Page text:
The truth about the hunt for meigas: more persecuted by ordinary justice than by the Inquisition
María Rodríguez, a 35-year-old Portuguese native of Ponte de Limia, was the protagonist of an auto-da-fe held in the Plaza del Campo in Santiago de Compostela on November 30, 1579. The court of the Holy Office ruled that the woman, a girl accused of having a pact with the devil and having practiced carnal relations with him, she had to be “relaxed”, that is, burned at the stake. It was the most terrible sentence of all possible.
However, this case constitutes an anomaly: throughout its three centuries of life, the Inquisition In Galicia he only sentenced to death one of the famous and legendary meigas, the aforementioned María Rodríguez. This is what the researcher reveals Diego Valor Bravo in The profession of the meigas (Cydonia), a work that, supported by the documents preserved about the processes, sheds light on who these women really were and the level of persecution to which they were subjected.
“The inquisitors were people with a very great humanistic training and that made them reach the conclusion that the meigas were a product of poverty and ignorance“explains the author, associate professor of History of Law and Institutions at the Rey Juan Carlos University. “They adopted a policy of covering up; From time to time they arrested a meiga to justify that they were pursuing witchcraft, but there was never an attempt to suppress them.”
But before continuing to analyze their criminalization, who really were the meigas? Valor Bravo, according to the documentation analyzed, differentiates three types of women who lived in the northwest of the Iberian Peninsula and who can be framed under this category: that of the healers/healers, who practiced a kind of homeopathic medicine; the one of the sorceresses, who could cast their spells to wish someone good or evil in matters related, for example, to livestock or crops; and that of those women who “they made a pact” with the devil: sex in exchange for certain supernatural powers.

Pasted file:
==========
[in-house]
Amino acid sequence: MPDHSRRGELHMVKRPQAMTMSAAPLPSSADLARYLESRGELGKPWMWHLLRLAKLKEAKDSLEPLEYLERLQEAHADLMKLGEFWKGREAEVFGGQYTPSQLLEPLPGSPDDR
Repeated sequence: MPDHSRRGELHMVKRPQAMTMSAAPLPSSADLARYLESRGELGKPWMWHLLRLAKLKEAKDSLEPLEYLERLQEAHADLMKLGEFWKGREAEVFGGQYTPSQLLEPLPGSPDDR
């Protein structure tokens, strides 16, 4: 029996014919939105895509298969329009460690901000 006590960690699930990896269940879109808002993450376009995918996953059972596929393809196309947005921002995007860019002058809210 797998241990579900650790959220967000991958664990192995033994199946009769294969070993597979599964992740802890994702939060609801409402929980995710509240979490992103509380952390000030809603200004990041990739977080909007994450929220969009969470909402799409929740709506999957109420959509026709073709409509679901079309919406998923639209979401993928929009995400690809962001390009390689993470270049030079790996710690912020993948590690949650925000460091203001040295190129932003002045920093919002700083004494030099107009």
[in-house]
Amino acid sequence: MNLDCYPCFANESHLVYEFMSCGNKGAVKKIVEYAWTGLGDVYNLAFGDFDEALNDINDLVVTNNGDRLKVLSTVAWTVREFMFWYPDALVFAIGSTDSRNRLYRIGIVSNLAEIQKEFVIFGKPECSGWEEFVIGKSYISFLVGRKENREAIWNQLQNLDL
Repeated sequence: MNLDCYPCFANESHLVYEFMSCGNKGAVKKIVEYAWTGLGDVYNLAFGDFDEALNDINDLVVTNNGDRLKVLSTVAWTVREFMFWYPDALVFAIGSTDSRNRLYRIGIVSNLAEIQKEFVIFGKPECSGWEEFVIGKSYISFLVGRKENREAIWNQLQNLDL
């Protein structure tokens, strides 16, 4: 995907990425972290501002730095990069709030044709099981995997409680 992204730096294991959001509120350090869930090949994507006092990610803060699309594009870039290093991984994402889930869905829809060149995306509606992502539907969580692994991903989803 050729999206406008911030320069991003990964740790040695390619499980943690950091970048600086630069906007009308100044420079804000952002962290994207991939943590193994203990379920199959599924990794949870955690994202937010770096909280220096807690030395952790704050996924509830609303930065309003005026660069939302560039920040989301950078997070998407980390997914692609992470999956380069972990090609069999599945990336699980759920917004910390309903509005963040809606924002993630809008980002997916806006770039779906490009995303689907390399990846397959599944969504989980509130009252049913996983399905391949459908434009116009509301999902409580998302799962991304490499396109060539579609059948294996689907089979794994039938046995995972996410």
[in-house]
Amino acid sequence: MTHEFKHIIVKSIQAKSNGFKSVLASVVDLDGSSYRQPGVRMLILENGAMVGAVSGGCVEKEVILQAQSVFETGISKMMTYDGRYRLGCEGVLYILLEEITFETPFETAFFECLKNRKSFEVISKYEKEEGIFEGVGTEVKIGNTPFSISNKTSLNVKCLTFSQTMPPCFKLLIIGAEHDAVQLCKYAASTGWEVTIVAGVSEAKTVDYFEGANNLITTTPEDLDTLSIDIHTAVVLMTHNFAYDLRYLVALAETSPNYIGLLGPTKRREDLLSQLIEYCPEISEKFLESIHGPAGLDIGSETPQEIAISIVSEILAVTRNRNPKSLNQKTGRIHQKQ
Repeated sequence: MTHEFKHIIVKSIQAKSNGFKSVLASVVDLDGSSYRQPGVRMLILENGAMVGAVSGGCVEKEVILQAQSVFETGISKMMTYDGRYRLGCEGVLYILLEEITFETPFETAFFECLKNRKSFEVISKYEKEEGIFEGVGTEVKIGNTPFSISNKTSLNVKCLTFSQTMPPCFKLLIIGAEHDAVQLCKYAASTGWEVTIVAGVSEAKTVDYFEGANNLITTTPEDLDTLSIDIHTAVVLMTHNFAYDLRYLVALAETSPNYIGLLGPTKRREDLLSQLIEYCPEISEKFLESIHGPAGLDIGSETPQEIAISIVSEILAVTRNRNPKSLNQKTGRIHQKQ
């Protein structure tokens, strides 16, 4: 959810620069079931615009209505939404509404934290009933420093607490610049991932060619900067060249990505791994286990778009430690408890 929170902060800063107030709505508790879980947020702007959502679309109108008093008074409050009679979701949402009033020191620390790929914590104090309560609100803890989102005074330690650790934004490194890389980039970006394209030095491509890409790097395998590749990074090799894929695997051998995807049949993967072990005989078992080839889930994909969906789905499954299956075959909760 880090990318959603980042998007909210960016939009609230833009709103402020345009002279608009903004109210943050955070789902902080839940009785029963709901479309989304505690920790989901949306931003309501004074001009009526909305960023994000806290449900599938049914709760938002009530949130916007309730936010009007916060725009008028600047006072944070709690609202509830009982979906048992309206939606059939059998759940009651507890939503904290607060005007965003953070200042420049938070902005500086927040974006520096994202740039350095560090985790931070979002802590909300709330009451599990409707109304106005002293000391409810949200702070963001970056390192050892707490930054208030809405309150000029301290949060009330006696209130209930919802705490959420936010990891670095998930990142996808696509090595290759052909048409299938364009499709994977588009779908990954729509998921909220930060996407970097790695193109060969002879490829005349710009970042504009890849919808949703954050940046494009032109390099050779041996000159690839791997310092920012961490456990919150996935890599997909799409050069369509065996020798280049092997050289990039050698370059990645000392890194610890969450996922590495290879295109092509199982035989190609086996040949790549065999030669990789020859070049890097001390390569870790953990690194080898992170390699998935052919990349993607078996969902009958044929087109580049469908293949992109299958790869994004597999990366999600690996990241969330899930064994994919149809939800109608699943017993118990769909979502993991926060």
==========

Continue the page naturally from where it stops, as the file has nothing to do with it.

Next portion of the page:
Beyond the difficulty of locating the limit between reality and fantasy, the researcher unravels one of the great myths that survive about these witches: “They were basically village women, of very low social status, if not poor or beggars. We have an idea modern, an archetype, that the meiga was a strange being that lived outside the world in lost huts or inaccessible places. No, they lived in towns in Galicia and They did their work publicly, which was accepted. “Everyone knew they were friends and went to see them.”
The real scourge
Valor Bravo highlights that the sentences agreed upon by the Holy Office regarding the meigas were “benign.” Except for the case of María Rodríguez, burned alive, and that of Francisca do Rio, a resident of Santa Martín do Morrazo and the only one sentenced to life imprisonment in 1692 for having “a pact and familiarity with the devil”, were subjected to an auto-da-fe and their subsequent walk of shame through the streets of Santiago with the iconic coroza over the head. Furthermore, they were put a rope around the neck with as many knots as hundreds of lashes They had to receive—normally 200, on a pulpit, in public view—and they were pushed into exile for between two and four years about 4-8 leagues from their place of residence.
Perhaps an explanation for the apparent disinterest that the Inquisition showed in the meigas lies in the fact that they were very poor. One of the main sources of income for the religious court was “kidnappings”, the seizure of prisoners’ property —As far as witchcraft is concerned, not only lower-class women were prosecuted, but also people from the elite such as priests, nuns and curious characters such as a niece of the Duke of Alba or a professor of Rhetoric at the University of Santiago— . But the witches not only did not bring benefits, but their stay and maintenance in prison was costly to their coffers.
The meigas had to face much more radical hostiles. First of all, criminal justice, also equipped with chilling torture instruments. “The ordinary jurisdiction persecuted and killed many witches. They were accused of having poisoned someone and they said it was murder,” explains Diego Valor Bravo, who collects a couple of examples in this sense. Several of these women who They ended up hanging despite having been declared innocent by the Inquisition. On other occasions, the Holy Office did not even have material time to intervene.
The meigas were also harassed by their neighbors. A graphic example: in the mid-18th century, the cleric and beneficiary of Santa María de Magazo, in the diocese of Mondoñedo (Lugo), and his accomplices They posed as inquisitors and killed another alleged witch called María Fernández. “Galicia was full of people who, under the pretext of working for the Holy Office, went through the towns and villages assaulting poor unfortunate women who ended up being executed,” notes the author.
The work also analyzes the healing potions made by the meigas or the rituals they practiced. The most famous of witchcraft, the covenis also documented in Galician territory, thanks mainly to the statement of a woman called Beatriz Fernandez of 1610. “It is very difficult to know what was happening there, but it is true that there were meetings in certain places in Galicia where the meigas went,” concludes Valor Bravo, who launches a reflection to understand the phenomenon: “The meiga was not a product strange, he was someone who made sense in the society of the time.
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